Recently, tours from artists like Moneybagg Yo, Lil Durk and, most notably, Lil Baby, have had anywhere from a couple to a handful of dates canceled from their tour schedules, with rappers (and artists across genres) having to navigate the harsh realities of touring following a worldwide pandemic that’s still ongoing.
Although Lil Baby in particular has been one of the main rappers in headlines over canceled concert dates (he axed 10 shows before proceeding to add three more for his It’s Only Us tour), his Wednesday night show at Madison Square Garden fortunately was still on, bringing out countless fans ready to see him and openers like GloRilla perform.
With a concert like what Lil Baby and his team put together Wednesday night, there were four things that stood out that resulted in it being a well-executed and successful rap show. From having a notable creative direction team assisting in bringing the show to life to guest appearances that had fans in a frenzy, this is how Lil Baby pulled off a good rap show.
Hiring a creative direction team
With the help of Los Angeles-based creative agency Human Person and Teyana Taylor (who served as choreographer), the creative direction of Lil Baby’s set elevated what we’ve normally seen from the often quiet and unassuming rapper. Having worked with SZA on her S.O.S. tour and Metro Boomin’ at this year’s Coachella, Human Person’s design for Baby’s concert consisted of two stages: one with two ends reaching out to the crowd, and another in the middle of MSG that raised and lowered for Baby to interact with his fans. With the main stage split in half, the show began with Baby on the second tier while dancers filled the first main tier. The inclusion of dancers, interactive interludes that included clips from his Amazon Prime documentary, and an expensive set design paid off. The details of storytelling and production gave the show a unique flair that often isn’t seen in current rap stars’ shows.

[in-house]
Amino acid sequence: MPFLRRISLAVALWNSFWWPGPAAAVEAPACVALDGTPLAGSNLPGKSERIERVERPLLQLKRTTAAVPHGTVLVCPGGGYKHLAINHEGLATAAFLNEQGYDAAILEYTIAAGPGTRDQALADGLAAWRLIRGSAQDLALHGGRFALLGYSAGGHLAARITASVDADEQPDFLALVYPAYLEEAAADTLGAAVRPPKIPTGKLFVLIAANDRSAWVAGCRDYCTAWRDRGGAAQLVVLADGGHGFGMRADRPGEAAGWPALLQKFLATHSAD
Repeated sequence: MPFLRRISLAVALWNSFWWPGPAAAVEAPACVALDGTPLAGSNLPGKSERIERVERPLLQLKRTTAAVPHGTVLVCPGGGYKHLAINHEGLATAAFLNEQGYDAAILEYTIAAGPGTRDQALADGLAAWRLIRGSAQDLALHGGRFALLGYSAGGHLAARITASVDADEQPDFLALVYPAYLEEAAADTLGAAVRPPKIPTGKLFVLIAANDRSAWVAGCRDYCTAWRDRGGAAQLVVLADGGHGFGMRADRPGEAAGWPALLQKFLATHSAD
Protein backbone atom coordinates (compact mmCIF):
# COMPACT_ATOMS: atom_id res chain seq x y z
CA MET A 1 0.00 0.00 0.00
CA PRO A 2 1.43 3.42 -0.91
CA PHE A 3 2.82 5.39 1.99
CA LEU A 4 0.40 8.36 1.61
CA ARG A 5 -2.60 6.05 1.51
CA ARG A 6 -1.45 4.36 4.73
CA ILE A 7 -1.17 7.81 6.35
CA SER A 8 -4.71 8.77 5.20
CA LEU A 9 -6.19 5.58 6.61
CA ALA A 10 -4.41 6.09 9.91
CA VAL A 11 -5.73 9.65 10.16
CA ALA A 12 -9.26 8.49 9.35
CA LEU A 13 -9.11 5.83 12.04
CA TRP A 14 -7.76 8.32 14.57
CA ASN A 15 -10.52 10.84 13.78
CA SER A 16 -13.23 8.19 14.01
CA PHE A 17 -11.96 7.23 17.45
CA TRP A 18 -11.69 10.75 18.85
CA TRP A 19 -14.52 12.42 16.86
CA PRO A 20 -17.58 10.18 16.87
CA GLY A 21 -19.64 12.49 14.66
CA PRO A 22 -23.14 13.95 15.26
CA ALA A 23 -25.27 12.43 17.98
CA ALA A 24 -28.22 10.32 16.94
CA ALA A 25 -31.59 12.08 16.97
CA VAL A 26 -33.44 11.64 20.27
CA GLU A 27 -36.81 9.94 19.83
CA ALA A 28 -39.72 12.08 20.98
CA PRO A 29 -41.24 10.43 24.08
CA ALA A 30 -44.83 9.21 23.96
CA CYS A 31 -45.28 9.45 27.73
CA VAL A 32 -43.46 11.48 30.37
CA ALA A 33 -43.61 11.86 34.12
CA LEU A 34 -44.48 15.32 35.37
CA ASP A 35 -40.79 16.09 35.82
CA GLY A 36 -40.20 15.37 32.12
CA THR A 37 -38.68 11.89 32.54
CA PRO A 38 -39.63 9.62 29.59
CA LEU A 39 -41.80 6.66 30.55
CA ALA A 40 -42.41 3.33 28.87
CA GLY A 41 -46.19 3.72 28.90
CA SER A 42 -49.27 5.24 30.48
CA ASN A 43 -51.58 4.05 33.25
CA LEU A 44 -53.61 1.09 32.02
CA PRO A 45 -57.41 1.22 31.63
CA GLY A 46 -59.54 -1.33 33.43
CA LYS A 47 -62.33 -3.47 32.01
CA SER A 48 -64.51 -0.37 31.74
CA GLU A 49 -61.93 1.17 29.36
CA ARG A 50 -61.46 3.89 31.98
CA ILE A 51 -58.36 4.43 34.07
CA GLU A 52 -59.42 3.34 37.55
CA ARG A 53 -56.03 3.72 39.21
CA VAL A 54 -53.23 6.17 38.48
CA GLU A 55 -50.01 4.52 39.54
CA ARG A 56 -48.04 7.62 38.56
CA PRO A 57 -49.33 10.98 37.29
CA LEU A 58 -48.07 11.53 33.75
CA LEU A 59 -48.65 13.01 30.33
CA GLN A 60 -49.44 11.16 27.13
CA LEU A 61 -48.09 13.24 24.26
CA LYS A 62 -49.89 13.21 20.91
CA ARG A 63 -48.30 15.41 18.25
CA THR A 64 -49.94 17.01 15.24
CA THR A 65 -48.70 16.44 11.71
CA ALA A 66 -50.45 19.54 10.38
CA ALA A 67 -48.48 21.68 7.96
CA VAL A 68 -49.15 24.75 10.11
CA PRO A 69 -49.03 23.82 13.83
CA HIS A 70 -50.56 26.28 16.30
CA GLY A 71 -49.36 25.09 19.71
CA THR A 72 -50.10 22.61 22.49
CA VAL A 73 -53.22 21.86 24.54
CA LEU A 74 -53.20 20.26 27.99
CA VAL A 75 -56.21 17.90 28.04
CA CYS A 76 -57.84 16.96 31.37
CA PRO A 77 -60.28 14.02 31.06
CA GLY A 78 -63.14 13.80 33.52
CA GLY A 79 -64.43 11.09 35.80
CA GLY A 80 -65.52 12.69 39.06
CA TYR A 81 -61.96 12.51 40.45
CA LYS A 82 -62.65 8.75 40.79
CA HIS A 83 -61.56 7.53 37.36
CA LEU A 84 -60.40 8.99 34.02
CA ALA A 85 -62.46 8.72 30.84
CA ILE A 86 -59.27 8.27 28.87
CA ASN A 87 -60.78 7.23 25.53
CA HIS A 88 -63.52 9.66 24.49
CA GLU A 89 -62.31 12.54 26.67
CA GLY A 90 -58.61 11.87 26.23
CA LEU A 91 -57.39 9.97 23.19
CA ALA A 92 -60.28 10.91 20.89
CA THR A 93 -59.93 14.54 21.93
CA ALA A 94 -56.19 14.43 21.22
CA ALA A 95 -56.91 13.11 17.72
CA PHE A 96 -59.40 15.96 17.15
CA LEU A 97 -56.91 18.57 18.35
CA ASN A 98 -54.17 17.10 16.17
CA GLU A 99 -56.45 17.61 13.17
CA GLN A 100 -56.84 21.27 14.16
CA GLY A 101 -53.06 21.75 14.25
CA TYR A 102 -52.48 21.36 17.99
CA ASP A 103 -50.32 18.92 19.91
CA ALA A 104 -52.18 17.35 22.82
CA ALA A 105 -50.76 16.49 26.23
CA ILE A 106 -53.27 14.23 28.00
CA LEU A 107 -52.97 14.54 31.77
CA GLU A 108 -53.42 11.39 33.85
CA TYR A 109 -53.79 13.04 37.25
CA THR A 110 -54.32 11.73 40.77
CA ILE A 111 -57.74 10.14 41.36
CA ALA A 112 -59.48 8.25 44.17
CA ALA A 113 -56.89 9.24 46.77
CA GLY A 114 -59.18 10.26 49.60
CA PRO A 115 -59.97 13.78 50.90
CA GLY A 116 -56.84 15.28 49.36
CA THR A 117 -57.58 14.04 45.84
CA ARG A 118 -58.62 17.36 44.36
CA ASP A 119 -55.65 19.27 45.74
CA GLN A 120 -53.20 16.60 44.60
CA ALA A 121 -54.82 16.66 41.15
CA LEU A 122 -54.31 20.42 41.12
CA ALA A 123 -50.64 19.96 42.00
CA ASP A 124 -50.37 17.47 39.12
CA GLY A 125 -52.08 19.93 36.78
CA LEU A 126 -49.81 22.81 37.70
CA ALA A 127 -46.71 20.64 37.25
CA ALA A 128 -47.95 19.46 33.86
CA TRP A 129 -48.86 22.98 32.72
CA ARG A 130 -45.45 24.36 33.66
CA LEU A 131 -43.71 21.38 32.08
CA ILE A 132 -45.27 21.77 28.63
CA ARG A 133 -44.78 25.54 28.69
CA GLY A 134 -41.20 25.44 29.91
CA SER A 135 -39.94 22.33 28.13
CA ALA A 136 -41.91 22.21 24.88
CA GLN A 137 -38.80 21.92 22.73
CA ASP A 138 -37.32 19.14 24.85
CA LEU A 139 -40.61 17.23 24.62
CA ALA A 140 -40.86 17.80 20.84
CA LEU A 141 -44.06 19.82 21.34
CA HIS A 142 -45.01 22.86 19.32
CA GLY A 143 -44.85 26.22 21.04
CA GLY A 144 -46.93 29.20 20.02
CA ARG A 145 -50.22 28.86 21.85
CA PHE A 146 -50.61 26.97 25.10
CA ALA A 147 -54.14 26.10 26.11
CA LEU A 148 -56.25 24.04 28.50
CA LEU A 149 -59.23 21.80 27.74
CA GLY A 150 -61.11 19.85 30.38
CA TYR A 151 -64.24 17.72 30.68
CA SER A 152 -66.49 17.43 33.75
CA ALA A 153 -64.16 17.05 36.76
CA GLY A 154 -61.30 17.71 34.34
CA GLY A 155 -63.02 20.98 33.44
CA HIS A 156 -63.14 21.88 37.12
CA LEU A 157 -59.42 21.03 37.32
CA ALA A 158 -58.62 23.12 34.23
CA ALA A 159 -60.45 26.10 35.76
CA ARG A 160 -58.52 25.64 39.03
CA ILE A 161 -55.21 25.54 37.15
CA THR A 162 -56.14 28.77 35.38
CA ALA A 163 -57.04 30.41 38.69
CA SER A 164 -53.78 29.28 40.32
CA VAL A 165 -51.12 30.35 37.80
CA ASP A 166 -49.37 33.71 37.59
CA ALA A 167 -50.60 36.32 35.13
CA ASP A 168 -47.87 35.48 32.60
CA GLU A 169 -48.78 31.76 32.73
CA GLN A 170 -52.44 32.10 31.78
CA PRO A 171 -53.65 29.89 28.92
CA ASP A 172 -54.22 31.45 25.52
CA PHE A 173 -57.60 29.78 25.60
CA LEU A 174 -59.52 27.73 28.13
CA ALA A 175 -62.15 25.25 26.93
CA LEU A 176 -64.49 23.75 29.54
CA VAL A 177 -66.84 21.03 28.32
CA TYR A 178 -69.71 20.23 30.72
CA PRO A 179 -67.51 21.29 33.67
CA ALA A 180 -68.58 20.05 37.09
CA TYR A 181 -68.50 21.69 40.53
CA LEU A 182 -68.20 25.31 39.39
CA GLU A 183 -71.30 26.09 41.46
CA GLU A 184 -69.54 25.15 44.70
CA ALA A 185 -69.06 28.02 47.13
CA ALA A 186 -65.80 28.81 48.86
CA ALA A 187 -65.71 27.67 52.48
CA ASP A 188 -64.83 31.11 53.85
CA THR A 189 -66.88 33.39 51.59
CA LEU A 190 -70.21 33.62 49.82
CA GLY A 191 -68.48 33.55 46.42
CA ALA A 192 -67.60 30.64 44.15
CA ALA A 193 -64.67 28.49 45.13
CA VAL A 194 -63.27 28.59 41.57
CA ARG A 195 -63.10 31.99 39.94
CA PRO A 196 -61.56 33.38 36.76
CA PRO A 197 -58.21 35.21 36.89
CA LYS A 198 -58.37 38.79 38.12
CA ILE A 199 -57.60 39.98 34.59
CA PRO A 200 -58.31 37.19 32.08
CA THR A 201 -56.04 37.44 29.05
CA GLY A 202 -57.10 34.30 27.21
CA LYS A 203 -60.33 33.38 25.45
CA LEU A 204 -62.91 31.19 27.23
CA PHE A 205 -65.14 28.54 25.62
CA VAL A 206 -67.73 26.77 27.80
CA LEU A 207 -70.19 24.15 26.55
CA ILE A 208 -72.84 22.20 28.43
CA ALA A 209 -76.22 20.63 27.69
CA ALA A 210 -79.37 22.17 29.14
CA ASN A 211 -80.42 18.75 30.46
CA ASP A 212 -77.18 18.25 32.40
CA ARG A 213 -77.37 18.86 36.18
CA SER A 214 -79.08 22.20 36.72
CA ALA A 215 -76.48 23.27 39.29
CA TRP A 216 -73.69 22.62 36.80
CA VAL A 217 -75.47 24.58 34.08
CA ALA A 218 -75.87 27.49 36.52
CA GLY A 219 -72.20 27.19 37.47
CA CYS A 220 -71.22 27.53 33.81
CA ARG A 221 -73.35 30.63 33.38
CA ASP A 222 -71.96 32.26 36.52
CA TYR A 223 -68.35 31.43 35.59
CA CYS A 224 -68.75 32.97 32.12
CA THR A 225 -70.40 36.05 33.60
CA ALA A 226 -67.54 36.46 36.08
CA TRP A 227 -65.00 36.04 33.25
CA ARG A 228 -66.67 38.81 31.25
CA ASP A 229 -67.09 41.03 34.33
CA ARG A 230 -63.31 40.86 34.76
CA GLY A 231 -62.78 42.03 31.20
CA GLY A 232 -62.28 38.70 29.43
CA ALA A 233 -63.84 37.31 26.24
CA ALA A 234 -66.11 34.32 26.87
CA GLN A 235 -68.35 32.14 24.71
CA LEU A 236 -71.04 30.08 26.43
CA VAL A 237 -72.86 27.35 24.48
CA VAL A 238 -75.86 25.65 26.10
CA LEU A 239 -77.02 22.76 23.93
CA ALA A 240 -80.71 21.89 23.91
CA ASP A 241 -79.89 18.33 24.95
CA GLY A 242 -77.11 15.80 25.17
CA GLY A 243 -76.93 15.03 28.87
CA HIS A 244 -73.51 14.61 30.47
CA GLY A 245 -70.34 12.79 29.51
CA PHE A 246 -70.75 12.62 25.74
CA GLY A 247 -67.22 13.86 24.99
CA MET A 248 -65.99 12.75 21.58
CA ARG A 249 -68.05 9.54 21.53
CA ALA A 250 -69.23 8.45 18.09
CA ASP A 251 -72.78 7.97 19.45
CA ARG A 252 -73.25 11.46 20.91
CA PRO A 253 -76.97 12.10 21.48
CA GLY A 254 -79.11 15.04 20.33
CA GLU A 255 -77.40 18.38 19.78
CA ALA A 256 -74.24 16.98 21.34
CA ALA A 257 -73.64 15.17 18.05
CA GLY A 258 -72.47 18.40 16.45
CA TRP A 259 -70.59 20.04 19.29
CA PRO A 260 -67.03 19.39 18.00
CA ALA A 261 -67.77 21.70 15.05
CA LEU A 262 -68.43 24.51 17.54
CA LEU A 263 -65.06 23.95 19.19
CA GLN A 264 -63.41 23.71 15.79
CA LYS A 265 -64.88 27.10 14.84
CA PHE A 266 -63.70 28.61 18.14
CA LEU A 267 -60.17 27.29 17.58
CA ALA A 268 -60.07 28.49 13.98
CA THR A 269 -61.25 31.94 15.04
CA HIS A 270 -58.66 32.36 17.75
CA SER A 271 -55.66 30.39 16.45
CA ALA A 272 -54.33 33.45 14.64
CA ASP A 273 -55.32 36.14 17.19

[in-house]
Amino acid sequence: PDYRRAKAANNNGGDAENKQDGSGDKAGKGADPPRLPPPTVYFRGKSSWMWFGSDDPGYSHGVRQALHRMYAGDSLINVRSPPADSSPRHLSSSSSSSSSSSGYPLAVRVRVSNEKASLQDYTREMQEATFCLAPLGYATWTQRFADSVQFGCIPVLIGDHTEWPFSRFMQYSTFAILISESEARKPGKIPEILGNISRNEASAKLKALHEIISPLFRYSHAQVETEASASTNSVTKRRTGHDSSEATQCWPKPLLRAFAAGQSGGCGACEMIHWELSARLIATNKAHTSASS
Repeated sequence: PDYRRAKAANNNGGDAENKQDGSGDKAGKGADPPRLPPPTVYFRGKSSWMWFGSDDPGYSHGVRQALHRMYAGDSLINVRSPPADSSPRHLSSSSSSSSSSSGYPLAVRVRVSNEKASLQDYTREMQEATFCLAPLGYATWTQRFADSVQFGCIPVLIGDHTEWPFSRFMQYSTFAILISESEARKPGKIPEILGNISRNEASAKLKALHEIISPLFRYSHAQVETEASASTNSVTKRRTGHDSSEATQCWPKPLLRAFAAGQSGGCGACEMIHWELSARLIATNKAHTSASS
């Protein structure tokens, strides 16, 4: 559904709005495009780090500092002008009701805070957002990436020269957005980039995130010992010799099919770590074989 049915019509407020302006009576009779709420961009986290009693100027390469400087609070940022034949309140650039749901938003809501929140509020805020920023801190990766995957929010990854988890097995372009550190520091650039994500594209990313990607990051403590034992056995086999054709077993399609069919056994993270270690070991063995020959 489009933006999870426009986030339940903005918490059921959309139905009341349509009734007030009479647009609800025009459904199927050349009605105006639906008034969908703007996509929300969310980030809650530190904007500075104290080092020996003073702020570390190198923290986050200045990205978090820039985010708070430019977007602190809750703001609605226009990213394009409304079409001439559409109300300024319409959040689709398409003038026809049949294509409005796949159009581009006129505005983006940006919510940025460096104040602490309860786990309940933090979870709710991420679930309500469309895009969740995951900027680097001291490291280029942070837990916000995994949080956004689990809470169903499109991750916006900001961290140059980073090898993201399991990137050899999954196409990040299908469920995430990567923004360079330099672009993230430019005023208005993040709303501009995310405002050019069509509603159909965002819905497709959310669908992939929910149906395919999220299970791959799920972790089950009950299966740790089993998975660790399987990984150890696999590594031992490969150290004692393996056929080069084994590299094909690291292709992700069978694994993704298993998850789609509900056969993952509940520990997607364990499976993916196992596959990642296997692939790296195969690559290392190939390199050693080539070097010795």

Allowing your peers to join the tour
The Wednesday night concert for this Lil Baby tour stop was a bit of a lengthy show if you actually showed up when doors opened. However, Baby and the Quality Control team used this time to allow his labelmates and musical peers a chance to participate in the show. Hunxho opened the show followed by Quality Control signee Gloss Up, whose lively performance was the perfect transition to Rylo Rodriguez, who’s signed to Lil Baby’s Glass Window label. GloRilla’s set was dominated by the appearance of rising rapper Scar Lip, who held a special energy that showed why she’s become a notable up-and-coming female rapper. With the addition of Funkmaster Flex as the DJ between sets, Lil Baby’s tour was more than just an opportunity to showcase his superstar appeal. It also put the spotlight on a new crop of rappers who could potentially follow in Baby’s artistic path.
Special guest appearances
Throughout the night, Lil Baby continuously expressed his gratitude for performing at Madison Square Garden. As with most artists who perform at the venue, Baby’s set was perfectly decorated with surprise guests: Meek Mill, A Boogie, and Lil Durk. For the full house of dedicated rap fans who finished Baby’s lyrics for him in harmony, these guest appearances only added to the fun. Meek Mill’s performance of “Dreams and Nightmares” energized the crowd, and A Boogie and Durk’s appearances were also well-received too, with the latter performing his popular “Hellcats and Trackhawks” song from 2021.
It’s been six years since Lil Baby emerged into our rap consciousness with Harder Than Hard. Hits like “My Dawg,” “Yes Indeed,” “Drip Too Hard,” and “California Breeze” have become synonymous with his rise as the voice of Atlanta, and his setlist was indicative of that. From fan favorites like “Baby” and album cuts like “Real Spill,” to notable singles like “We Paid” and the Drake-featuring “Girls Want Girls,” Baby’s setlist accommodated everyone who was in attendance. New fans, day one supporters, mainstream fans, and even parents there with their children had an enjoyable time taking in the show’s seamless setlist.